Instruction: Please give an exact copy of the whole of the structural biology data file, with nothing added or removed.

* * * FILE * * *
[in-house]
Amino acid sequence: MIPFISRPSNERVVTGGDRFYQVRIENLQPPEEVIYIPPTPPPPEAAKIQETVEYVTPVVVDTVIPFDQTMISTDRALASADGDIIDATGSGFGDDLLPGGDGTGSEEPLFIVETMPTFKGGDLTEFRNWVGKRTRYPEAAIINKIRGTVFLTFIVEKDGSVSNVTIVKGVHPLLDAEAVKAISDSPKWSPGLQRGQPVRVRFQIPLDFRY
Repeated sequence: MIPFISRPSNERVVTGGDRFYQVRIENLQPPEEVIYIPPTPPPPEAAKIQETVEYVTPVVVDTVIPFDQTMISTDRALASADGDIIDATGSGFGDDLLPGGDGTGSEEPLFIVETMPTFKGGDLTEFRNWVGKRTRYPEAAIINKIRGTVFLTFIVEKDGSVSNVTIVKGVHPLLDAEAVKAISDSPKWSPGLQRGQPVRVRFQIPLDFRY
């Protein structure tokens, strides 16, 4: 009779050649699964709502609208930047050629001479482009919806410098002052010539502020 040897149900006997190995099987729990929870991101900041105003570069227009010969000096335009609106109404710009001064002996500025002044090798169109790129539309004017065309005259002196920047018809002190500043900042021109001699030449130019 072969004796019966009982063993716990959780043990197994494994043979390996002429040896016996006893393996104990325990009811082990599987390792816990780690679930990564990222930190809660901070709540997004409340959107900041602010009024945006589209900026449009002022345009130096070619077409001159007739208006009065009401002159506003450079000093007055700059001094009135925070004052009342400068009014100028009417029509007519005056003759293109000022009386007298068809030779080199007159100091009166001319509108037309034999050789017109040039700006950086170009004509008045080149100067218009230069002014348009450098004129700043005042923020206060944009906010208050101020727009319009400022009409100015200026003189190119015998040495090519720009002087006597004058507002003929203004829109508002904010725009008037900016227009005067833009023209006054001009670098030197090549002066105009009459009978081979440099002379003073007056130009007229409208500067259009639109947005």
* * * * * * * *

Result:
[in-house]
Amino acid sequence: MIPFISRPSNERVVTGGDRFYQVRIENLQPPEEVIYIPPTPPPPEAAKIQETVEYVTPVVVDTVIPFDQTMISTDRALASADGDIIDATGSGFGDDLLPGGDGTGSEEPLFIVETMPTFKGGDLTEFRNWVGKRTRYPEAAIINKIRGTVFLTFIVEKDGSVSNVTIVKGVHPLLDAEAVKAISDSPKWSPGLQRGQPVRVRFQIPLDFRY
Repeated sequence: MIPFISRPSNERVVTGGDRFYQVRIENLQPPEEVIYIPPTPPPPEAAKIQETVEYVTPVVVDTVIPFDQTMISTDRALASADGDIIDATGSGFGDDLLPGGDGTGSEEPLFIVETMPTFKGGDLTEFRNWVGKRTRYPEAAIINKIRGTVFLTFIVEKDGSVSNVTIVKGVHPLLDAEAVKAISDSPKWSPGLQRGQPVRVRFQIPLDFRY
């Protein structure tokens, strides 16, 4: 009779050649699964709502609208930047050629001479482009919806410098002052010539502020 040897149900006997190995099987729990929870991101900041105003570069227009010969000096335009609106109404710009001064002996500025002044090798169109790129539309004017065309005259002196920047018809002190500043900042021109001699030449130019 072969004796019966009982063993716990959780043990197994494994043979390996002429040896016996006893393996104990325990009811082990599987390792816990780690679930990564990222930190809660901070709540997004409340959107900041602010009024945006589209900026449009002022345009130096070619077409001159007739208006009065009401002159506003450079000093007055700059001094009135925070004052009342400068009014100028009417029509007519005056003759293109000022009386007298068809030779080199007159100091009166001319509108037309034999050789017109040039700006950086170009004509008045080149100067218009230069002014348009450098004129700043005042923020206060944009906010208050101020727009319009400022009409100015200026003189190119015998040495090519720009002087006597004058507002003929203004829109508002904010725009008037900016227009005067833009023209006054001009670098030197090549002066105009009459009978081979440099002379003073007056130009007229409208500067259009639109947005």